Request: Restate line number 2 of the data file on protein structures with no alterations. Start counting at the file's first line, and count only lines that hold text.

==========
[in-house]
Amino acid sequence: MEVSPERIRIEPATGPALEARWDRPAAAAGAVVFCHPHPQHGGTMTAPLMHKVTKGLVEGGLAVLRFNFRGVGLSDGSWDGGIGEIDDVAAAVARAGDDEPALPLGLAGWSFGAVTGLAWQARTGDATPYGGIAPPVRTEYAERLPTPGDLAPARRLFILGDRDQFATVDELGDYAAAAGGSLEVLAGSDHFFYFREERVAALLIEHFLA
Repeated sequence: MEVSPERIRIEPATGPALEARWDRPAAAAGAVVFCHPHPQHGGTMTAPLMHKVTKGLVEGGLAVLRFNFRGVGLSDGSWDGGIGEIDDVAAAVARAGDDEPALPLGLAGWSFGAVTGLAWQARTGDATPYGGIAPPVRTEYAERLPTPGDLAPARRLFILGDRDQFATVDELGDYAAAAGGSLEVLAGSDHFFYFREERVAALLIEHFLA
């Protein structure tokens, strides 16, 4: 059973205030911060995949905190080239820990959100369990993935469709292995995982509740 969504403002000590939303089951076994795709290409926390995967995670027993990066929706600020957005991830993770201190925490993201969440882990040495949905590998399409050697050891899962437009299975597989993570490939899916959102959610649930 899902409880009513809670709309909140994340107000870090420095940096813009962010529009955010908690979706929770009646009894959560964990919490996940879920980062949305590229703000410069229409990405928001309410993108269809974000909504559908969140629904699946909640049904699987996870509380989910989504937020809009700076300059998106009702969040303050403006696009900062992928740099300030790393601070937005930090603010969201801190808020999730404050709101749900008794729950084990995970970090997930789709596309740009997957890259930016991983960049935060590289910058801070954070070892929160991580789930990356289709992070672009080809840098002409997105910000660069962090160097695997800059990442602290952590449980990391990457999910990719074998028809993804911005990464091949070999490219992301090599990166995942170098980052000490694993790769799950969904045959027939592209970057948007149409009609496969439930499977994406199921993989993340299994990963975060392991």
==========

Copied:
Amino acid sequence: MEVSPERIRIEPATGPALEARWDRPAAAAGAVVFCHPHPQHGGTMTAPLMHKVTKGLVEGGLAVLRFNFRGVGLSDGSWDGGIGEIDDVAAAVARAGDDEPALPLGLAGWSFGAVTGLAWQARTGDATPYGGIAPPVRTEYAERLPTPGDLAPARRLFILGDRDQFATVDELGDYAAAAGGSLEVLAGSDHFFYFREERVAALLIEHFLA